National Museum of American History

Matt Shepard's Objects at the Smithsonian Show Us the Familiarity of an Icon

Matt Shepard in high school, taken in Lugano, Switzerland (NMAH)
Matt Shepard in high school, taken in Lugano, Switzerland (NMAH)

In October 1998, a college student named Matt Shepard was brutally murdered in Laramie, Wyoming, by two young men. Matt was slight of build, 5'2", and gay. The two men who murdered him pretended to be gay in order to rob him. His killing made headlines around the world and resulted in an outpouring of grief and anger that people channeled into poetry, songs and musical compositions, movies, a charity foundation, a national Hate Crimes Prevention Act, and at least two plays, The Laramie Project and The Laramie Project: Ten Years Later.

Beyond the tragedy of how he died, Matt Shepard is of interest because of so many familiar things about how he lived for 21 years. Matt's parents recently entrusted the museum with materials related to his life. I have been piecing together a sense of him, 20 years later, through the things left to represent him, stories from his parents, and published accounts.

Stack of envelopes addressed to the family of Matthew Shepard
Stack of condolence cards and letters sent to Judy and Dennis Shepard in the days and weeks after their son was murdered. (Matthew Shepard Papers, NMAH Archives Center)

Is it possible to ever know which one person Matt was? He had many different kinds of friends and was still becoming himself. As a little boy in Wyoming, he was talkative and curious. He wore a Superman cape. In grade school, he was Dolly Parton for Halloween three years in a row. He camped and fished and hunted with his family and grandparents. He and his mother shared an interest in politics and culture. He liked to act and was regularly in theater productions. He was outgoing, friendly, and a kind friend who was aware of others more than many kids his age.

Red superman cape
Matt's Superman cape from grade school (NMAH)

In a grade school fill-in-the-blank activity about emotional health, Matt wrote: "When someone you are talking to gives advice when you didn’t ask for it, it makes you feel sad like I look stuped or insecure. When someone you are talking to seems shocked or offended by something you've said, it makes you feel sorry, guilty. When someone you are talking to gazes around the room while you are talking to them, it makes you feel unimportant. What do you do? Stop talking and talk about something interesting to them." Later in the exercise, he wrote, "I am a person who likes people; I am a person who enjoys listening; I am a person who cares about the [well] being of others."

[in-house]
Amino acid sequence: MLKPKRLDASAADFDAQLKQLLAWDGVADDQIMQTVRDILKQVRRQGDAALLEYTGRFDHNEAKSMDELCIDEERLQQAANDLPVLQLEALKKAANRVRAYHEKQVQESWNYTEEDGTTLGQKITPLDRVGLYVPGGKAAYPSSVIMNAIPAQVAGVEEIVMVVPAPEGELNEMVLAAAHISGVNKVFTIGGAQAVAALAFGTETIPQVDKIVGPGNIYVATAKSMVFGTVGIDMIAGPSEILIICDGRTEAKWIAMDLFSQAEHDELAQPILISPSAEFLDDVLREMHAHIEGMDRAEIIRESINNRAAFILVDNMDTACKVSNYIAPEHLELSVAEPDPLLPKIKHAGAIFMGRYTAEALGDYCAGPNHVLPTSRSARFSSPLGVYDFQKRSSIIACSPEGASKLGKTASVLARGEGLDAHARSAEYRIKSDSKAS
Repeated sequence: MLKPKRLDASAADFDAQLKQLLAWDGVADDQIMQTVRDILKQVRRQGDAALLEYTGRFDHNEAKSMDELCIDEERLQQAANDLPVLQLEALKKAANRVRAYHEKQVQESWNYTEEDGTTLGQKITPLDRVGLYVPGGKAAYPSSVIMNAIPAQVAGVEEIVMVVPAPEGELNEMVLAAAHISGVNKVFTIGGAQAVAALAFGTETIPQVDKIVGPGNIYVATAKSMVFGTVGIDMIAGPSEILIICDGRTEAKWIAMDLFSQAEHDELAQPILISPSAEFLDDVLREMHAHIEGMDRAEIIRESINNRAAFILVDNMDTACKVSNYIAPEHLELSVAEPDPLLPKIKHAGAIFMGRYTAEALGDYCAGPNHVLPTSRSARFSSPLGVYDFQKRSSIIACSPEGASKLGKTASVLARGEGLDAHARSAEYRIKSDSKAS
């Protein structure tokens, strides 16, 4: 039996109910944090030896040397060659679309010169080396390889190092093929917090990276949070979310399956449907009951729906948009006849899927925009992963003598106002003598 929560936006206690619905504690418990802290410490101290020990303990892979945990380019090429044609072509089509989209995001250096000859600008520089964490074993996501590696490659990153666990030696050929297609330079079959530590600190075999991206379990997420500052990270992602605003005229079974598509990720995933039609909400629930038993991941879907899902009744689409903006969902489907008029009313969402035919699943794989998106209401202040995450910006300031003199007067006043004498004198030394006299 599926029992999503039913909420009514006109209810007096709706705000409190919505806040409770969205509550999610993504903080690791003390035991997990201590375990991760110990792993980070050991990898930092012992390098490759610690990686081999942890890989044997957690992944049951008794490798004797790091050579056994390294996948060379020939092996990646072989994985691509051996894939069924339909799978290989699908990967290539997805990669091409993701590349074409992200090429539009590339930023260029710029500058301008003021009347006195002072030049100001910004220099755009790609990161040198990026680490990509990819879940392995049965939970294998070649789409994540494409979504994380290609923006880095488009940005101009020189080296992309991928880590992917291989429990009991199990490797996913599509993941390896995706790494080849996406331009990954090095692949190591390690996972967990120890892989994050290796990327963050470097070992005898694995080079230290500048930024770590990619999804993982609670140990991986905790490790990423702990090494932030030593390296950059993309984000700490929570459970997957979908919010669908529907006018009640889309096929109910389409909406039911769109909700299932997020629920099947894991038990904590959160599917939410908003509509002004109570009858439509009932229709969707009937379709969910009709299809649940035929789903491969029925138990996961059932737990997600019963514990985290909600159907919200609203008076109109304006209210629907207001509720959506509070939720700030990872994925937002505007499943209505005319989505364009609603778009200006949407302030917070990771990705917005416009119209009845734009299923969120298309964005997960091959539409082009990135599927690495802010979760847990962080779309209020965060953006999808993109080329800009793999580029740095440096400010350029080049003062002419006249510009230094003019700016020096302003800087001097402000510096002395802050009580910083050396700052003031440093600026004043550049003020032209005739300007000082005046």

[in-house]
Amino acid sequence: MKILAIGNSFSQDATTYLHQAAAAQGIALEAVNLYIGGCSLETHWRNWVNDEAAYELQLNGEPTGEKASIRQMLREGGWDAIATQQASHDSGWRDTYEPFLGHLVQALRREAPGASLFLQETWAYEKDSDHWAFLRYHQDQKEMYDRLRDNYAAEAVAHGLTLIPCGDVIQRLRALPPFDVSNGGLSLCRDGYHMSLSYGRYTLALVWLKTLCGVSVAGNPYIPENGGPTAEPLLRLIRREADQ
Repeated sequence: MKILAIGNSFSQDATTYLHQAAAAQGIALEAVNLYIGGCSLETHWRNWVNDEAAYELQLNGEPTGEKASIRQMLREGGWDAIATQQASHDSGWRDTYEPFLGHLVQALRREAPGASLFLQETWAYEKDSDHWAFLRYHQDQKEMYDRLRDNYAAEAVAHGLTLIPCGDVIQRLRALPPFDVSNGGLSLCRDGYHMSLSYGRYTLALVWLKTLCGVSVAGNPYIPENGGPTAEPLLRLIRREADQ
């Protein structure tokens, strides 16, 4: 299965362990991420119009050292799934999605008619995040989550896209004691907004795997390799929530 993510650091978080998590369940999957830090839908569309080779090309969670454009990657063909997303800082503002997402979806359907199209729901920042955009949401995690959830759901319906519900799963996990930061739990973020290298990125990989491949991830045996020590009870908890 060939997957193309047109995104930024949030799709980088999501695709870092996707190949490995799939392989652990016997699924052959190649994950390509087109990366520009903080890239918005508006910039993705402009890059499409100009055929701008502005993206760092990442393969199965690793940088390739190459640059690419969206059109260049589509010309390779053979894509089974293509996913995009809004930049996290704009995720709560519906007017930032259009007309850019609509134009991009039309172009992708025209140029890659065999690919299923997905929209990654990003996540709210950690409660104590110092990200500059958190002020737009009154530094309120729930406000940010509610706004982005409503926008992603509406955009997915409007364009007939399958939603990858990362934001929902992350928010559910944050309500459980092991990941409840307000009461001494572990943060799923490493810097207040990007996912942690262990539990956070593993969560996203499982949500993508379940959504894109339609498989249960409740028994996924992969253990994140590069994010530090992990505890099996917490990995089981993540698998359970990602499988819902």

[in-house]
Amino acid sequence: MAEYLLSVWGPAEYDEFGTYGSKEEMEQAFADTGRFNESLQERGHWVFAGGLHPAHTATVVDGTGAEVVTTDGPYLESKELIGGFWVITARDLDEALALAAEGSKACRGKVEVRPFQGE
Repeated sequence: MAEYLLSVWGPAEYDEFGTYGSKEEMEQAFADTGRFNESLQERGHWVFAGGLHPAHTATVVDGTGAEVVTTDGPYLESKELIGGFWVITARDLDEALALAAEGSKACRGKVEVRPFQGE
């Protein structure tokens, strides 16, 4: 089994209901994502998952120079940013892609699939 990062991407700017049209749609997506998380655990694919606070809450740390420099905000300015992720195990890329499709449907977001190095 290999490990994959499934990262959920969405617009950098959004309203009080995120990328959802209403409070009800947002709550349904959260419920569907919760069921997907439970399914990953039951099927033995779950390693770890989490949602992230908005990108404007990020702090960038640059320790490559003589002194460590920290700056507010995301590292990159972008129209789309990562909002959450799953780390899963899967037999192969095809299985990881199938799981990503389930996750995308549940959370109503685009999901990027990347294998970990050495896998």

Matt is familiar in being unexceptional. He sometimes struggled in school due to a learning disability. He wore braces on his teeth for years. His story is familiar because he was young and restless and believed himself invincible.

Purple ribbon and entry tag
Purple ribbon for his entry in the "Foods" section of the Central Wyoming Fair, 1980s (NMAH)

During his senior year of high school, Matt and some friends went to Morocco. He went out alone one night and was jumped by three men who raped him. After that, he wore loose clothes to hide his body, he had nightmares, and he tried different anxiety medications, but took them inconsistently. He drank and had periods of depression and dropped out of college for a while. He struggled to get out from under the crushing weight of the attack. He had loyal and fierce friendships and a couple of boyfriends. He purchased a ring for his imagined future husband. By the time he enrolled at the University of Wyoming in September 1998, he seemed to be getting his life together—back in the West, demons corralled, near his family, focused on school.

Gold wedding band in dark green ring box
Ring purchased in college, in anticipation of getting married someday (NMAH)

There are many reasons that might have led to him to leave the Fireside Lounge in Laramie with two guys in a pickup truck that night. He was gay when being gay could make you especially vulnerable, and sometimes, when you are 21, you just do it. Then, as now, being LGBTQ can be joyful and fabulous as well as dangerous and a personal burden.

Twenty years on, reading through the stacks of condolence messages, thinking about the objects he left, remembering the thousands of lives he has influenced, and trying to make sense of his life does not bring a sense of peace or grace. It reminds me of how far the needle of history still needs to move to get people who are outside the box to a place of safety and acceptance.

Matt Shepard's parents signing deed of gift with curator
Matthew Shepard's parents sign the deed of gift donating their son's objects to the museum. (NMAH)

This post was originally published on the National Museum of American History's blog on October 25, 2018. Read the original version here.

This post was originally published on the National Museum of American History's blog on October 25, 2018. Read the original version here.

Katherine Ott, PhD

Katherine Ott spends her time thinking, talking, and writing about how and why people in the past were tagged for being different—because of disease, gender, disability, sexuality, race, or behavior that others disapproved. She is a curator (PhD, Temple University) at the National Museum of American History and uses objects such as prosthetics, artificial skin, X-Ray tubes, and acupuncture needles to take her back in time. Number 1 on her bucket list is finding the perfect plate of vegetarian enchiladas which she suspects is hiding somewhere in the Southwest.

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